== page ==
Mixed action principles theory and applications to a continuum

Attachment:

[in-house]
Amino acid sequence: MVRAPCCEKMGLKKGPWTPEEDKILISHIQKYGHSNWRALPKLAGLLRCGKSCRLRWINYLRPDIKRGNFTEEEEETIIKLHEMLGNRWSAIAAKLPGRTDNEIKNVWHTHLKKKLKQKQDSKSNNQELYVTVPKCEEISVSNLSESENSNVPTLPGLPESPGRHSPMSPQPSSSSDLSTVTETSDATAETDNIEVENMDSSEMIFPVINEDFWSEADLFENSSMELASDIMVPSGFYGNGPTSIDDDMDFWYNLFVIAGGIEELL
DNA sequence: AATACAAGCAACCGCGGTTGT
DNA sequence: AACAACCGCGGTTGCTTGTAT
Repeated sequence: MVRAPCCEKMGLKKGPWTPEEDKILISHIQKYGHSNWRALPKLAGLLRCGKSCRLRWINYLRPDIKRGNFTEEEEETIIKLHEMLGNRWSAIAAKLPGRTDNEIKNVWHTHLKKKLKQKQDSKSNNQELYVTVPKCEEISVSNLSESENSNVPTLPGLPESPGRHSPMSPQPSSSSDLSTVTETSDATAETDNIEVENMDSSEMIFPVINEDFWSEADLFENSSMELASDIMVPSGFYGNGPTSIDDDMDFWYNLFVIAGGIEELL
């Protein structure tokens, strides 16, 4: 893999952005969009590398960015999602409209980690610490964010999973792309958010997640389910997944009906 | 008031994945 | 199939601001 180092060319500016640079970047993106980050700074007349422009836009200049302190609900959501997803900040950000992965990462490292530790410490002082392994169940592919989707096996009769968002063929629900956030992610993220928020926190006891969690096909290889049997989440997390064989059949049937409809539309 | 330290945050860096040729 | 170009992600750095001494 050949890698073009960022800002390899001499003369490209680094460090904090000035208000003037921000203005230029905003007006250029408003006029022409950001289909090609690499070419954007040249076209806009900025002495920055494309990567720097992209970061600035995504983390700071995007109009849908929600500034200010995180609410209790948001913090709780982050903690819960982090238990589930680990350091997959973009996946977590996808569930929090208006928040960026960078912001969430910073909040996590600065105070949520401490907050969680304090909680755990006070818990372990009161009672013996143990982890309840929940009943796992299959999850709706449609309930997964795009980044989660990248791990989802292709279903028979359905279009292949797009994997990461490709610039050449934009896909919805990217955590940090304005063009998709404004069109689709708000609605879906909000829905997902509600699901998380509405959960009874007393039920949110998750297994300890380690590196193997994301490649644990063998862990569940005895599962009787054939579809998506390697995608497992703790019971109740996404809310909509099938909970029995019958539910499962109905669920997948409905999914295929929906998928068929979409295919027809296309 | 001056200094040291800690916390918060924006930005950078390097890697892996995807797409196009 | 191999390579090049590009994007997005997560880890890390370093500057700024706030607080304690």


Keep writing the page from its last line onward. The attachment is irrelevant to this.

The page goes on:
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Hamilton's Principle is a variational principle, which is different from Newton's equation of motion in that it looks at the trajectory of the system as a whole, whereas the equation of motion looks only at the local trajectory. It is more efficient and more general than Newton's equation of motion in the sense that it has been widely applied throughout physics, including for electro-magnetic fields, the motion of waves, and special relativity. However, Hamilton's Principle is not compatible with the given initial conditions in the strong form. Furthermore, applying Hamilton's principle to non-conservative systems requires not only a Lagrangian, but also another scalar function, the Rayleigh's dissipation function, which is not completely consistent with a variational scheme. The critical weakness in Hamilton's Principle, associated with non-compatible initial conditions within the weak form, can be resolved by a novel formulation named Extended Hamilton's Principle, as presented in this dissertation. Even though this still requires Rayleigh's dissipation function to account for non-conservative contributions, Extended Hamilton's Principle provides a unified way to account for both initial and boundary conditions in a continuum dynamics formulation through a newly defined action variation. The action variation in Extended Hamilton's Principle is suitable for application within a space-time finite element scheme. This is numerically implemented through Galerkin's method and validated for various 1D and continuum cases. The numerical approach based on Extended Hamilton's Principle shows some advantages compared to the currently used numerical methods, especially in accounting for material nonlinearity. It also provides a good basis to develop more efficient space-time finite element numerical algorithms in the future. Apart from the creation of Extended Hamilton's Principle, this dissertation also presents another new variational principle, named the Mixed Convolved Action Principle. This latter principle is a complete variational principle for dynamics of the system, which solves long pending difficulties in Hamilton's Principle. In particular, Rayleigh's dissipation function is no longer required and the specified initial conditions are compatible with the strong form.